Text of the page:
There may be better models out now, but mine is still going strong and I love it. I couldn't recommend it more. The absolutely only flaw (and there are models that have this) is that you can't tell how much water is left in the reservoir while it's running and you can't add/refill the water while it's on - you have to turn it off, wait for it to cool, and open the tank. Neither has been a deal breaker for me because a full tank has almost always been enough for everything I wanted to do.

Hope that helps somebody, back to our original Murl programming!
Edited by razl - 2/24/16 at 4:56am
post #28 of 51
Quote:
Originally Posted by Murlsquirl View Post

Quote:
Originally Posted by Caustic Man View Post

Mobile Infantry made him the man he is today. Warning: Spoiler! (Click to show)


Had to Google "what is Mobile Infantry" ...peepwall[1].gif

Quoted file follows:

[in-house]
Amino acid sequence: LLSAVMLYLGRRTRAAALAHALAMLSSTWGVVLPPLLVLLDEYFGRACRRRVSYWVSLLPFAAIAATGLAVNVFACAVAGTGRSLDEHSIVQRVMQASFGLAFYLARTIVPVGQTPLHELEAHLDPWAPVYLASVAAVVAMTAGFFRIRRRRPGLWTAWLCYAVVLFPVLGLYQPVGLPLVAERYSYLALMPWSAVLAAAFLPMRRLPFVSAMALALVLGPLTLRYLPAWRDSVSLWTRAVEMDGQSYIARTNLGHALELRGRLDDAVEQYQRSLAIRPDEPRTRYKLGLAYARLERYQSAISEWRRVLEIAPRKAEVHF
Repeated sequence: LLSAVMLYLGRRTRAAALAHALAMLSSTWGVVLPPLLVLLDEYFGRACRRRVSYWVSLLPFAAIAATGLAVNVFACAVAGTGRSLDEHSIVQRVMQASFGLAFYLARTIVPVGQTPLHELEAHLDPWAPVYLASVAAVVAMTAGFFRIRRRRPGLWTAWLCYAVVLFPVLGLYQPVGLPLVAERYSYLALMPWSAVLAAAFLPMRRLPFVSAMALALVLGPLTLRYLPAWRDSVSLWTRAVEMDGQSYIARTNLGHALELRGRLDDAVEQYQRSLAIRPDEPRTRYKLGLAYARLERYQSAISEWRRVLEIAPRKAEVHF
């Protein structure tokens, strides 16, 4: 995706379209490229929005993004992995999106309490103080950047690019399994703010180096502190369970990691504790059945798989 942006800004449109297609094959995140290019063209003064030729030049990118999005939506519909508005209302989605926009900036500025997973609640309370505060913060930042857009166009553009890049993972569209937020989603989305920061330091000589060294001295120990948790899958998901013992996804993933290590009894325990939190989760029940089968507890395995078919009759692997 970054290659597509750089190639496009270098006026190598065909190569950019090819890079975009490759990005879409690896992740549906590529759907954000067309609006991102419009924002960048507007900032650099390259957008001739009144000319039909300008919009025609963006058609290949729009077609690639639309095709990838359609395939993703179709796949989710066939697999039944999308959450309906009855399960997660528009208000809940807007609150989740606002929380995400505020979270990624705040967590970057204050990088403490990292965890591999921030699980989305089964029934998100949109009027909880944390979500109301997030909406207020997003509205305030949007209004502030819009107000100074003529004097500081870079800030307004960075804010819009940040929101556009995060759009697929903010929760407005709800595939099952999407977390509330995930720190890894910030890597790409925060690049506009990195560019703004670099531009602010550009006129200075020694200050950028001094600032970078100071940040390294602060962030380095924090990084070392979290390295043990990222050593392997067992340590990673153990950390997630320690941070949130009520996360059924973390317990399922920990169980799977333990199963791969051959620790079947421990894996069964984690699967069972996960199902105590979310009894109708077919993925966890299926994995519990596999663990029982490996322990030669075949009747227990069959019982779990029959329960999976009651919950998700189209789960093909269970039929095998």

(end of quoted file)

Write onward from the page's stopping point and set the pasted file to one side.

Dude!
post #29 of 51
Thread Starter 
Quote:
Originally Posted by powerkicker View Post

I just did my flannels. They look great. I used a cotton T shirt for a pressing cloth. I used a hint of steam. Thanks for the tip, Murl! 

Sweet!

I've used one of those, Razl. They are nice, but I just couldn't bring myself to fork out the dough.
post #30 of 51

Thanks to Murl for going to all this trouble.

 

I’ll add that in my experience having a sturdy ironing board can make life easier;  put the other way around, flimsy boards can make life harder:  I’ve found that the cheapest ones can collapse under the sort of pressure one uses when pressing (as opposed to ironing).

 

I do use a tailor’s clapper in addition to the gear Murl discusses.   I’m not sure if it provides an additional advantage or not, however.

 

Cheers,

 

Ac